Challengers fail to take control of Tarrant water district

Posted Saturday, May. 11, 2013  comments  Print Reprints
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Three challengers backed by more than $200,000 in campaign contributions from two wealthy Dallas landowners failed to take control of the Tarrant Regional Water District board Saturday.

In incomplete returns, Mary Kelleher appeared to be the only challenger to win a seat on the five-member board after leading a pack of seven candidates that included three other challengers and three incumbents with more than 60 years’ experience on the board.

With all 137 boxes counted, Kelleher was the top vote-getter, with 18.4 percent. Jack Stevens, a veteran member, had 16.2 percent, and board President Vic Henderson was overcoming an early deficit with 15.5 percent.

In fourth place was the most vocal challenger, John Basham, at 15.31 percent, followed by Hal Sparks, one vote behind. Challenger Timothy Nold had 13.3 percent and Dwayne Herring 5.9 percent.

“I feel like we’ve had a tough battle in light of the accusations that were made against us, which were erroneous,” Henderson said.

Stevens said he is relieved that most of the board is intact.

“It shows that people out there really know what’s going on. They realized their water was in jeopardy,” Stevens said. “They [the opponents] put out a lot of information.”

Collectively, Henderson, Sparks and Stevens had more than 60 years of experience on the board.

Jim Lane, a board member who was not up for re-election but fought to defend his colleagues, knew that things were going to be close. “It’s going to be wild.”

Calls to the three most vocal challengers — Basham, Nold and Kelleher, who ran as the BNK slate — were not returned Saturday night.

The push by the challengers was led by Basham, who received over $200,000 in donations from ranchers fighting to stop a pipeline project in East Texas that cut across their land. The contributions made the water board race one of the hottest on the ballot.

Basham, a meteorologist who ran unsuccessfully twice before, got the money from HillCo Partners, an Austin-based political action committee. He used it on fliers that accused the incumbents of wasting money on luxury helicopters and hunting leases, among other things.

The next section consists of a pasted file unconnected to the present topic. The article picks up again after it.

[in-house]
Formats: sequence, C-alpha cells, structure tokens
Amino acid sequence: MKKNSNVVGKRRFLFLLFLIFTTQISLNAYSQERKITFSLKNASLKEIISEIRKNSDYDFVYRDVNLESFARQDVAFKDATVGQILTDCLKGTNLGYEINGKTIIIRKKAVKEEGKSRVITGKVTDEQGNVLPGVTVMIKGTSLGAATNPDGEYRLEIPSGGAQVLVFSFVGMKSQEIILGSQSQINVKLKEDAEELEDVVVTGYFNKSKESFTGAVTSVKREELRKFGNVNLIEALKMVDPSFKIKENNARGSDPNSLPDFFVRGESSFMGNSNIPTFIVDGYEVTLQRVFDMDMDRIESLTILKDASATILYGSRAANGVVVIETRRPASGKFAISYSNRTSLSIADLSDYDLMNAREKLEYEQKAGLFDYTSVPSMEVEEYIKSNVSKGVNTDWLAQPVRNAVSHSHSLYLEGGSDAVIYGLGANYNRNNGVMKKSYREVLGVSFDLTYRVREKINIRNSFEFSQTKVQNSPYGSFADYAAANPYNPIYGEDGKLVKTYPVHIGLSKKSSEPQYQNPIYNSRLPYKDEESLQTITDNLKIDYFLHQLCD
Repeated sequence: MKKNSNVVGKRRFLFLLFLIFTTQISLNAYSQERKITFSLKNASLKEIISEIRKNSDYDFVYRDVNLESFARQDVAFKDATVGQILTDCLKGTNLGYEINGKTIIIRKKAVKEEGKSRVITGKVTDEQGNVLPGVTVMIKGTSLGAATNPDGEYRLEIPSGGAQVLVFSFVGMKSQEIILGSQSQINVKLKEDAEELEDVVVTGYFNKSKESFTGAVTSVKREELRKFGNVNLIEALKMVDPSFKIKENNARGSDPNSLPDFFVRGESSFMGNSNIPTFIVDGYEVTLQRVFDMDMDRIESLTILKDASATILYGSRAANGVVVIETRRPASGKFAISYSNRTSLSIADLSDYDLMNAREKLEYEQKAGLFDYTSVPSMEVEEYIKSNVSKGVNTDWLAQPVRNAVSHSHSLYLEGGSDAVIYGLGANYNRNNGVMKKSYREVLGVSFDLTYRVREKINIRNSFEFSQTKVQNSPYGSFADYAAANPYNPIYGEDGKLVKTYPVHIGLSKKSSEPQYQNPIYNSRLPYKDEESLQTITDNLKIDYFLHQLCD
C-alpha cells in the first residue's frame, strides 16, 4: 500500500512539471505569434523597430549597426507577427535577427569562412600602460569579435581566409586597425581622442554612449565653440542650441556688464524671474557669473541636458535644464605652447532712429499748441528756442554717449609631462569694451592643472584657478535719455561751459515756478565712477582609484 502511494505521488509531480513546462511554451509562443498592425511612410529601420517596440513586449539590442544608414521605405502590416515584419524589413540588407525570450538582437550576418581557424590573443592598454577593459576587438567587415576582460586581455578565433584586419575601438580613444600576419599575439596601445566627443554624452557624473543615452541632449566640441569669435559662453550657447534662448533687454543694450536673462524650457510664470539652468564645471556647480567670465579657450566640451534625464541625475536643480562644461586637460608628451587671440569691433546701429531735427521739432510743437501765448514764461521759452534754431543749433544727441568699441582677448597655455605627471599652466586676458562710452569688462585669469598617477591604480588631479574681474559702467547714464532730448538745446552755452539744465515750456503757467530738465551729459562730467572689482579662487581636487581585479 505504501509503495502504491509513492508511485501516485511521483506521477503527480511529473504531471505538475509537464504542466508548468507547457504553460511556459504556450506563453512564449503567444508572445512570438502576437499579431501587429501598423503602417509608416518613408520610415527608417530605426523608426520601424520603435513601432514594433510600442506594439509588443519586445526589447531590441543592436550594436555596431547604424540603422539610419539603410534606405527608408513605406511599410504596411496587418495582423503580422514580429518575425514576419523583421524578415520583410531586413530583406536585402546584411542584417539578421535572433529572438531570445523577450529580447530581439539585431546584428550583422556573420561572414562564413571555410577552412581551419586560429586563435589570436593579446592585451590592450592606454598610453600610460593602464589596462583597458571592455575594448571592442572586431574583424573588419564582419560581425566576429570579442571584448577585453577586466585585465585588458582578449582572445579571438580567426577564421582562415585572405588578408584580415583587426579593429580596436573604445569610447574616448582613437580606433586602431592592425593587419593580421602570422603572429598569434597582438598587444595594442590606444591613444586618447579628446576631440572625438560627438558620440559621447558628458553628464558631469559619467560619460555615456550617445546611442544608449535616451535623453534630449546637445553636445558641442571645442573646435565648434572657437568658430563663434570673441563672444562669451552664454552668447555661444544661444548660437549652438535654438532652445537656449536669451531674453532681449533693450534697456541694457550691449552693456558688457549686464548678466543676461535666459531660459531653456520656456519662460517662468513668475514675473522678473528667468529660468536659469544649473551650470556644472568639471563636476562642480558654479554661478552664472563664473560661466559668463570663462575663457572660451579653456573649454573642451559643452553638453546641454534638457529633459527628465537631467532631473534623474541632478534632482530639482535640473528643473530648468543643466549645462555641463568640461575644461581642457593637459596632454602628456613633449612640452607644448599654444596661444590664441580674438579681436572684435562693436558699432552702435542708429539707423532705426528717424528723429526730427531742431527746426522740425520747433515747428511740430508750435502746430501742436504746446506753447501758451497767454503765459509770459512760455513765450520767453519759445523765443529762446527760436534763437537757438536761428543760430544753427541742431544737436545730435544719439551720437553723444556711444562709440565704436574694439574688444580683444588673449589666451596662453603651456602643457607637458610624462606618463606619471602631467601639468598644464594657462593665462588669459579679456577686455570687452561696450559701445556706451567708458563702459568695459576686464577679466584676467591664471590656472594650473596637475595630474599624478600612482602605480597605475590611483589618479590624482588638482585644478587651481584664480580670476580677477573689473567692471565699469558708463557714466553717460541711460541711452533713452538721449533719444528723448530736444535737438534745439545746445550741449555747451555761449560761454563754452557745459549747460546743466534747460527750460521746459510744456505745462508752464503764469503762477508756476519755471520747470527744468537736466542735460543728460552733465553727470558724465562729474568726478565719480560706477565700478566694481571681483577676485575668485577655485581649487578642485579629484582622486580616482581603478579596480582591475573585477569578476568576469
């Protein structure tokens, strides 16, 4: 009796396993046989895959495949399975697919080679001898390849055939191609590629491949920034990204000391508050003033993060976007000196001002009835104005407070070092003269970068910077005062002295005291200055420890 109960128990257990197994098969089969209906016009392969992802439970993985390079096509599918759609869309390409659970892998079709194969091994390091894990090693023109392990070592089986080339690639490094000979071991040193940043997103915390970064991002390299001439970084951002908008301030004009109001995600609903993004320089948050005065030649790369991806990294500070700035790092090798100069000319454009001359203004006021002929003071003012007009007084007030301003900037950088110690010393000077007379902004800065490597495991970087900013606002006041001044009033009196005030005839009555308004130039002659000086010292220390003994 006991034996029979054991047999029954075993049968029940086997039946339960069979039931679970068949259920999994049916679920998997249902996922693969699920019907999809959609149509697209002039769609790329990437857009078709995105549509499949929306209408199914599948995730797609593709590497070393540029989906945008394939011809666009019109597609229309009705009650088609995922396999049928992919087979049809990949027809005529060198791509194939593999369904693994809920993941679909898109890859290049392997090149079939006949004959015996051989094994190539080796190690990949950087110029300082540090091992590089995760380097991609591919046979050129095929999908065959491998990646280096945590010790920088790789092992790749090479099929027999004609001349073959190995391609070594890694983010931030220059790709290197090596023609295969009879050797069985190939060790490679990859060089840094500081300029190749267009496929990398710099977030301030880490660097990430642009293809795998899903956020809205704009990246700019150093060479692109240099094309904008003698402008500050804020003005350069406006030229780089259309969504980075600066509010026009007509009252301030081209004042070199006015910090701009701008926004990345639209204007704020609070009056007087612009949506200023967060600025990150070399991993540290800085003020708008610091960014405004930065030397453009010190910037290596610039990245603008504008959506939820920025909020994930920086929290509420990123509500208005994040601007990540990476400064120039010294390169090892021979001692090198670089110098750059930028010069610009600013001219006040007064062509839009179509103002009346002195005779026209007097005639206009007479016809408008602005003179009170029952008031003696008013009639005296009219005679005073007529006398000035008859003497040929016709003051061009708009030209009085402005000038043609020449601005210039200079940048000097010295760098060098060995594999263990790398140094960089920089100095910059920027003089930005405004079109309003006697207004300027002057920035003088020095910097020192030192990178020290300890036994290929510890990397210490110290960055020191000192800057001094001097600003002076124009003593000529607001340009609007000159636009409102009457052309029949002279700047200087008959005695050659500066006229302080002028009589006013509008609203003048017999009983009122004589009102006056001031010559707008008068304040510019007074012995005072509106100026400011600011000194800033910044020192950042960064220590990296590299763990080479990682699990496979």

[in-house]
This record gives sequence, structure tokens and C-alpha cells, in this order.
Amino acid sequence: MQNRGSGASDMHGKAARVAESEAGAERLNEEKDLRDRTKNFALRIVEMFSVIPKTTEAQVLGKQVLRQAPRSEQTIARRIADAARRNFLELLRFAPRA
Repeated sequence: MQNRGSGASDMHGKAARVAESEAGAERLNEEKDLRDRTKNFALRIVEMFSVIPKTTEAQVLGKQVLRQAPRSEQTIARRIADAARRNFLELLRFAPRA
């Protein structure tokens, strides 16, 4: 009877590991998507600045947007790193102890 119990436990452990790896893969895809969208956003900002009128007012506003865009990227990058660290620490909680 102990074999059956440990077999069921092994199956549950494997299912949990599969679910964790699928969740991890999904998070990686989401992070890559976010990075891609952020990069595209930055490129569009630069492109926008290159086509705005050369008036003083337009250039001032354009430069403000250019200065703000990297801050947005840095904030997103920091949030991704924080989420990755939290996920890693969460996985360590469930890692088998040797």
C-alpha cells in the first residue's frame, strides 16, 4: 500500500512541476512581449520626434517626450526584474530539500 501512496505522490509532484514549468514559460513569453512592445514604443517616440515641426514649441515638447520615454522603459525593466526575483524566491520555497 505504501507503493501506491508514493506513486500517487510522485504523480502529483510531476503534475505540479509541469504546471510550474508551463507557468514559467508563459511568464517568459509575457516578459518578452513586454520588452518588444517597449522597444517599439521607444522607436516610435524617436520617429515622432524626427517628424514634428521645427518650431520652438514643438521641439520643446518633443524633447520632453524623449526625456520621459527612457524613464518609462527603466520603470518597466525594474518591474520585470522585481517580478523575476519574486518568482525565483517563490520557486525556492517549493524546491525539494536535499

In talking about the money flowing into his campaign, Basham had said that “I’m in it to win.”

Unhappy landowners

The campaign contributions came from two men who had issues with the district.

Basham, who used to live in Fort Worth but now lives in northern Azle, qualified for candidacy only because he owns a small piece of property near Eagle Mountain Lake that was formerly owned by Clyde Picht, another critic of the water district.

Basham received $105,000 from Monty Bennett of Dallas through HillCo Partners and $100,000 from another wealthy Dallas landowner, Bennie Bray, according to campaign finance reports.

Bennett owns a 1,000-acre ranch that is home to a wildlife preserve for endangered species. Bray owns the 2,500-acre Barefoot Ranch. The properties are in Henderson County in East Texas and both are in the path of the $2.3 billion Integrated Pipeline, a joint project between the Tarrant Regional Water District and Dallas that would bring water from Lake Palestine to the Metroplex.

In March, Bennett sued the water district over the project, contending that the board illegally approved it. The lawsuit also alleges that the district repeatedly violated the Texas Open Meetings Act when decisions were made on land acquisitions.